By Letis Hernandez Cruz, monitoring and evaluation coordinator for Samaritan’s Purse HIV/AIDS programs in Honduras
A part of our response to the HIV/AIDS epidemic is constructing homes for people living with the virus, and for vulnerable women and orphans who are affected by it. At our planning meeting last month, program director Aida Fajardo thanked Don Manuel, our contractor, for his dedication and the quality of his work.
Don Manuel gave thanks to God for all that he learned about HIV and the opportunity to serve these people. As Don Manuel continued talking, he said that God did a great miracle in his life. His story caught my attention.
“I heard them talking about their cards and a hospital,” he said. “But I didn’t understand what they were talking about. I was so sorry to see their living conditions that I did more than I was contracted to do using my own funds.
“I drank their water and ate their food because they were very generous to me. It was almost four months until I realized that the people I was helping had HIV.”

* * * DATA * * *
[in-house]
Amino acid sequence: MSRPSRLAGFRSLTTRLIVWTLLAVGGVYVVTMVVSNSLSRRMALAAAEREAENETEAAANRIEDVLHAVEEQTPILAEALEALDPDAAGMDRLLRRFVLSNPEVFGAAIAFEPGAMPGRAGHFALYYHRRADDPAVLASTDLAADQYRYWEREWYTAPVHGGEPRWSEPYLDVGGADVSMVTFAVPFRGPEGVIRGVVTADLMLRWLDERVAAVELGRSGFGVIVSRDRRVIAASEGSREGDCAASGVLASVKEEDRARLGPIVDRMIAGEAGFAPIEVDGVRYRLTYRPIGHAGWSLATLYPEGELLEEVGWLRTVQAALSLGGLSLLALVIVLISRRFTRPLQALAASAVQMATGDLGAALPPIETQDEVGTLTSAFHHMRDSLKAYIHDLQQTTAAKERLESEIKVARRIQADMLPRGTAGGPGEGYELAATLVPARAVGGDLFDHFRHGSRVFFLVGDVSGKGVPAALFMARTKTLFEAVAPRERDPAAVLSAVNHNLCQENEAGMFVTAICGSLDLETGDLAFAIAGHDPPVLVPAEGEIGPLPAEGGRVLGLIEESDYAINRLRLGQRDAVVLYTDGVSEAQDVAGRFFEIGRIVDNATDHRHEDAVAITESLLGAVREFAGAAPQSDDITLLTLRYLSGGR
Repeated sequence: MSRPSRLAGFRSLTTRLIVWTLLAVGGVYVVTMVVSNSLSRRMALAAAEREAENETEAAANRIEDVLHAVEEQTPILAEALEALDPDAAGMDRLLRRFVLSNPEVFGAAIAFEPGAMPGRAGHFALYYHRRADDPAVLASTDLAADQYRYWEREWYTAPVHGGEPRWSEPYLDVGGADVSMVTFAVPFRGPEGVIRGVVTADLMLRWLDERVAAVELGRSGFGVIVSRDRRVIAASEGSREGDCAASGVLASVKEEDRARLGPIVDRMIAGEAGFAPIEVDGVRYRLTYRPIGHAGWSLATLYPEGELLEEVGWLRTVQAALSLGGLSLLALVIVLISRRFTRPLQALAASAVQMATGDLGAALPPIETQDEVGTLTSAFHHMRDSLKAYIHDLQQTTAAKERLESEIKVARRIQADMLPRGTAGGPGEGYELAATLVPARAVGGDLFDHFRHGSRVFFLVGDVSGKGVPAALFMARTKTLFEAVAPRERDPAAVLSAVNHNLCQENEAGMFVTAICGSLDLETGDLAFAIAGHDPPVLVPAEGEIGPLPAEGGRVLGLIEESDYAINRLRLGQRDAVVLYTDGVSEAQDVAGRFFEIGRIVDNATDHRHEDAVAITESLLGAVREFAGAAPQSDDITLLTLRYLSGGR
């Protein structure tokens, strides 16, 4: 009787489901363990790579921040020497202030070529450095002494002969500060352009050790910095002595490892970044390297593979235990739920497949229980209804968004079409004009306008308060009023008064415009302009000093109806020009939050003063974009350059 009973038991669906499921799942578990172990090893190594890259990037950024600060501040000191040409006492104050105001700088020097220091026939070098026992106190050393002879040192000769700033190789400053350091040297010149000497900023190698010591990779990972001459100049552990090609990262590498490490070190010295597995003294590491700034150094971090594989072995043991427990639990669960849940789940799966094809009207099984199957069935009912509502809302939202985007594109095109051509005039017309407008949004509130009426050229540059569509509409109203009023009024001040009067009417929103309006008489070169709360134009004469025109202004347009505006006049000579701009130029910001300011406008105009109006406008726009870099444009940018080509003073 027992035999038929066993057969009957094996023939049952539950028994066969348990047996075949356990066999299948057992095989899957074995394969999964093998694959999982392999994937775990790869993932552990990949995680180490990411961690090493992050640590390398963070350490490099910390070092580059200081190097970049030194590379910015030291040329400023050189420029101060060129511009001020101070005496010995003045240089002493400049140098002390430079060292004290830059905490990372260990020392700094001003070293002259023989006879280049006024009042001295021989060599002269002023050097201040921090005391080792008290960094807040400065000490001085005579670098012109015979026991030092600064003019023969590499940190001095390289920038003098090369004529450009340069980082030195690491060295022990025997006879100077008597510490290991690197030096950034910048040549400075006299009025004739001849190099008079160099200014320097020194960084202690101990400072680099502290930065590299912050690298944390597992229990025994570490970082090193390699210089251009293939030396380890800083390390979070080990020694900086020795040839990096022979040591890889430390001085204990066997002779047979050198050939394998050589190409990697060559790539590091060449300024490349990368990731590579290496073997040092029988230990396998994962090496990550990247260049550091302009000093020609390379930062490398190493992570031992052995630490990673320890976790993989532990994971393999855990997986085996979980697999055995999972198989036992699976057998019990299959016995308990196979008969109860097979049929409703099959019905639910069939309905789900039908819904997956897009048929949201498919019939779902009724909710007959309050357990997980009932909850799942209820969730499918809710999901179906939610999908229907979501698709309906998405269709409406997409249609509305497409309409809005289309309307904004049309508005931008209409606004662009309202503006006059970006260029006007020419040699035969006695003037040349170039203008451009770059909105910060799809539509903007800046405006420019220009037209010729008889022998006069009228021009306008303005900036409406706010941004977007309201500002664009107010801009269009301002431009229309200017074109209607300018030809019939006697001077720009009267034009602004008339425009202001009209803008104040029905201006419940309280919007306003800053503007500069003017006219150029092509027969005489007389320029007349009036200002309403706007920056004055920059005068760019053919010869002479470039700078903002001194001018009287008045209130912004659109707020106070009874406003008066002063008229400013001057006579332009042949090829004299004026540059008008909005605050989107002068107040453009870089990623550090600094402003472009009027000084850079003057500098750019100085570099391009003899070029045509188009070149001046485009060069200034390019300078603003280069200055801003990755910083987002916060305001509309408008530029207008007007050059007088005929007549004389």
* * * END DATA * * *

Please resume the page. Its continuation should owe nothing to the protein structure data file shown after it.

The revelation was shocking. Don Manuel admitted he once fired an employee after discovering he was HIV-positive out of fear of the disease.
“He needed the work, but I fired him because of my strong fear that my sons or I could become infected,” Don Manuel said. “I later felt terror and dread because I was lying. I did not consider his need or suffering. I continued being insensitive until God brought me to work for Samaritan´s Purse.”
A Samaritan’s Purse staff member explained how HIV is transmitted, and about the nature of the disease. Don Manuel’s fear began to turn into sympathy.
“That helped clear my mind and my heart,” he said. “I know that God changed me, because what I do now is out of love. I want to help, and I have compassion for the children as I see so many single women in this condition. As a Christian, I want to be sure that I don´t discriminate against anyone because of their status!”
I was moved by the transformation I saw in Don Manuel. The guy who once fired and rejected a worker with HIV cried when he said, “Now I feel love for them.”